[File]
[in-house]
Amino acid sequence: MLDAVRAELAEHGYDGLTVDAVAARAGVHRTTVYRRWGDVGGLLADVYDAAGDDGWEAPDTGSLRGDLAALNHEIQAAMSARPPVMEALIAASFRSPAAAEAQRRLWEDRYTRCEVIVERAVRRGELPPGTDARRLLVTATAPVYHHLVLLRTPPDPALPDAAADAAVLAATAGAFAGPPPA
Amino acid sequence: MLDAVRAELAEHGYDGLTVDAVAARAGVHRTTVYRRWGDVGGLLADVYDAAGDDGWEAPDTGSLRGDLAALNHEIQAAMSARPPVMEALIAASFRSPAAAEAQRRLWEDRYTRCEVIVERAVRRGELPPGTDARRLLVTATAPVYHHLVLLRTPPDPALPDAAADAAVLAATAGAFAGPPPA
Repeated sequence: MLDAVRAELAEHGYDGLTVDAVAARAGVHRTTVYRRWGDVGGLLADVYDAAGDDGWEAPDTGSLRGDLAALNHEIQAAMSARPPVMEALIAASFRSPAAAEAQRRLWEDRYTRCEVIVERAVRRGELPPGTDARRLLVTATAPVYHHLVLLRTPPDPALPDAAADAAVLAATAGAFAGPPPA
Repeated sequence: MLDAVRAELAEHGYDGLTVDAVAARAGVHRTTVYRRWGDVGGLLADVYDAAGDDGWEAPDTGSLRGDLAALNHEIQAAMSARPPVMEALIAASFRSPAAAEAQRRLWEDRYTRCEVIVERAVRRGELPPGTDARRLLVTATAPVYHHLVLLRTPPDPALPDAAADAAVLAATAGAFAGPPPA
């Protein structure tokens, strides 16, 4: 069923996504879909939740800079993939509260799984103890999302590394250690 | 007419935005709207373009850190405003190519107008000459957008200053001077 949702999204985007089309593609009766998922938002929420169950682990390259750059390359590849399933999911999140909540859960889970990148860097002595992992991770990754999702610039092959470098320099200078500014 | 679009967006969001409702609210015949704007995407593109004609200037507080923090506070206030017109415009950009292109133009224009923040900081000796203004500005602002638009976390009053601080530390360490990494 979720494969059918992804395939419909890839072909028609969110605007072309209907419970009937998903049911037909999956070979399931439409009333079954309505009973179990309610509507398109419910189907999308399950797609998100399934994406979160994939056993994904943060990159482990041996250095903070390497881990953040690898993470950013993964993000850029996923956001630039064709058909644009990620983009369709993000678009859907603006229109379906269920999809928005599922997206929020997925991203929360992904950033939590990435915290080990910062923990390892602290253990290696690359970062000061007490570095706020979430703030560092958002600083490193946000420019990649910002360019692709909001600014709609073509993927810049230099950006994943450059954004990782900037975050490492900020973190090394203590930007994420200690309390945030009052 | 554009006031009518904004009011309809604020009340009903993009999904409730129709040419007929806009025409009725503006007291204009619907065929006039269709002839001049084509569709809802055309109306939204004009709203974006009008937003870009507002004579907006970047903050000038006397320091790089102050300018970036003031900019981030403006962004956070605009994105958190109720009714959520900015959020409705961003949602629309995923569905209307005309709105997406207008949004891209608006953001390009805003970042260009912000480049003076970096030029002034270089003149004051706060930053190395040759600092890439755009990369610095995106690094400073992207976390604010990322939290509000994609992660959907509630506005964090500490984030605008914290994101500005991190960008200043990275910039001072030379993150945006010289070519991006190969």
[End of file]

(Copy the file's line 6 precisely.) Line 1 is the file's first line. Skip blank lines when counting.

């Protein structure tokens, strides 16, 4: 069923996504879909939740800079993939509260799984103890999302590394250690 | 007419935005709207373009850190405003190519107008000459957008200053001077 949702999204985007089309593609009766998922938002929420169950682990390259750059390359590849399933999911999140909540859960889970990148860097002595992992991770990754999702610039092959470098320099200078500014 | 679009967006969001409702609210015949704007995407593109004609200037507080923090506070206030017109415009950009292109133009224009923040900081000796203004500005602002638009976390009053601080530390360490990494 979720494969059918992804395939419909890839072909028609969110605007072309209907419970009937998903049911037909999956070979399931439409009333079954309505009973179990309610509507398109419910189907999308399950797609998100399934994406979160994939056993994904943060990159482990041996250095903070390497881990953040690898993470950013993964993000850029996923956001630039064709058909644009990620983009369709993000678009859907603006229109379906269920999809928005599922997206929020997925991203929360992904950033939590990435915290080990910062923990390892602290253990290696690359970062000061007490570095706020979430703030560092958002600083490193946000420019990649910002360019692709909001600014709609073509993927810049230099950006994943450059954004990782900037975050490492900020973190090394203590930007994420200690309390945030009052 | 554009006031009518904004009011309809604020009340009903993009999904409730129709040419007929806009025409009725503006007291204009619907065929006039269709002839001049084509569709809802055309109306939204004009709203974006009008937003870009507002004579907006970047903050000038006397320091790089102050300018970036003031900019981030403006962004956070605009994105958190109720009714959520900015959020409705961003949602629309995923569905209307005309709105997406207008949004891209608006953001390009805003970042260009912000480049003076970096030029002034270089003149004051706060930053190395040759600092890439755009990369610095995106690094400073992207976390604010990322939290509000994609992660959907509630506005964090500490984030605008914290994101500005991190960008200043990275910039001072030379993150945006010289070519991006190969």